The Republican Governors Association Admits That Its Exchange Server Got Pwned Earlier This Year

The Republican Governors Association email server was breached by state hackers. The RGA revealed in a data breach notification letter sent last week that its servers were breached during an extensive Microsoft Exchange hacking campaign that hit organizations worldwide in March 2021:

On March 10, 2021, RGA was alerted to an exploit in Microsoft’s Exchange Service email software. This was a widespread exploit at Microsoft that threat actor(s) utilized to attack companies across the globe. Once RGA learned of the exploit, it immediately launched an investigation, with the assistance of cybersecurity experts, into the nature and scope of the incident. As part of this investigation, RGA determined that the threat actors accessed a small portion of RGA’s email environment between February 2021 and March 2021, and that personal information may have been accessible to the threat actor(s) as a result.

The forensic investigation was unable to identify what personal information, if any, was impacted as a result of this incident. Out of an abundance of caution, RGA commenced a thorough data mining effort to identify potentially impacted individuals. Once impacted individuals were identified, RGA worked to identify addresses, prepare statutorily compliant notification deliverables, and engage a vendor to provide call center, notification, and credit monitoring services. RGA completed its extensive address search on September 1, 2021.

The address search determined that your state resident(s) had name in addition to one of the following accessible to the threat actor(s): Social Security number or payment card information.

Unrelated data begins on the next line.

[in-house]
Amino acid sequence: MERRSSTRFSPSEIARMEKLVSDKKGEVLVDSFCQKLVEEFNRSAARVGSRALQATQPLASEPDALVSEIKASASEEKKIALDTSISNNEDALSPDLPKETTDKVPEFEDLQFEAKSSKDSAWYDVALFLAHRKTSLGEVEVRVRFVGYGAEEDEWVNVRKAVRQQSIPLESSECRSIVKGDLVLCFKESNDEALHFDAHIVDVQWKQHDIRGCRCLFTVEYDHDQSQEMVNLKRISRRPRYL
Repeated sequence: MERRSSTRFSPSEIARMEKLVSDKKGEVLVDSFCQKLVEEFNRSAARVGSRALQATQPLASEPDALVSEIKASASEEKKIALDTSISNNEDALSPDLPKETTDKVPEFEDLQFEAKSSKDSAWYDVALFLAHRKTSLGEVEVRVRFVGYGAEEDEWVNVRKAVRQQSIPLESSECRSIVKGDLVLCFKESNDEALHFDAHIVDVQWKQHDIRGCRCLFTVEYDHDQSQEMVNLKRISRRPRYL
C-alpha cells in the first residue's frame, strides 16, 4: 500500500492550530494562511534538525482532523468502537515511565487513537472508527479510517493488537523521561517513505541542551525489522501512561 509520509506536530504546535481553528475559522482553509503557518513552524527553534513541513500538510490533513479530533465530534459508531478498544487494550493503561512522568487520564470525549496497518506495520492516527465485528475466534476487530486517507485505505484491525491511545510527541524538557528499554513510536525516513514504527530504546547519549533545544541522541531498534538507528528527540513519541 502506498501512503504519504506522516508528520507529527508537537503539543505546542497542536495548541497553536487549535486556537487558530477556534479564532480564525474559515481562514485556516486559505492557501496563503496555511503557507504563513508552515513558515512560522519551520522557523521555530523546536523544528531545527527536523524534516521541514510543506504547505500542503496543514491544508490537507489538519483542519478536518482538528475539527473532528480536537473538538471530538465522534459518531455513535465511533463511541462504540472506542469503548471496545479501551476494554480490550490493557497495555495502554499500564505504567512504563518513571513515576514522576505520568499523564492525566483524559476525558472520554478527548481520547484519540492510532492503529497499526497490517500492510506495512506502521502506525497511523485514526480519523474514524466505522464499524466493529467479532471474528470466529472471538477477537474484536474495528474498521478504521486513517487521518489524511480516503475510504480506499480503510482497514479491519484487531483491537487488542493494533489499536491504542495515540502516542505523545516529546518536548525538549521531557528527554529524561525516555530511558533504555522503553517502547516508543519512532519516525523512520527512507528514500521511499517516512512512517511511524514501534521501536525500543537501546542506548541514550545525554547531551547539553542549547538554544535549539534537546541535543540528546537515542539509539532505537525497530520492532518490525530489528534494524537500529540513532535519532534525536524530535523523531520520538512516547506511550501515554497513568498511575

Saumitra Das, CTO and Cofounder, Blue Hexagon had this to say about the attack:

The MS Exchange vulnerabilities affected a large number of organizations such as the RGA. Even after the vulnerabilities were announced several servers remained (1) Accessible to the general Internet, and (2) Unpatched. So the attacks likely continued for a long time after the original CVEs were published. In addition, organizations are typically not inspecting East-West internal network traffic and even North-South external traffic is inspected usually with a legacy threat or malware signature-based firewall. Post initial access, detection and response at the network and endpoint layer could potentially thwart such state-sponsored attacks.

It’s time for companies to alter how they defend their Exchange server so that attacks like this aren’t as effective.

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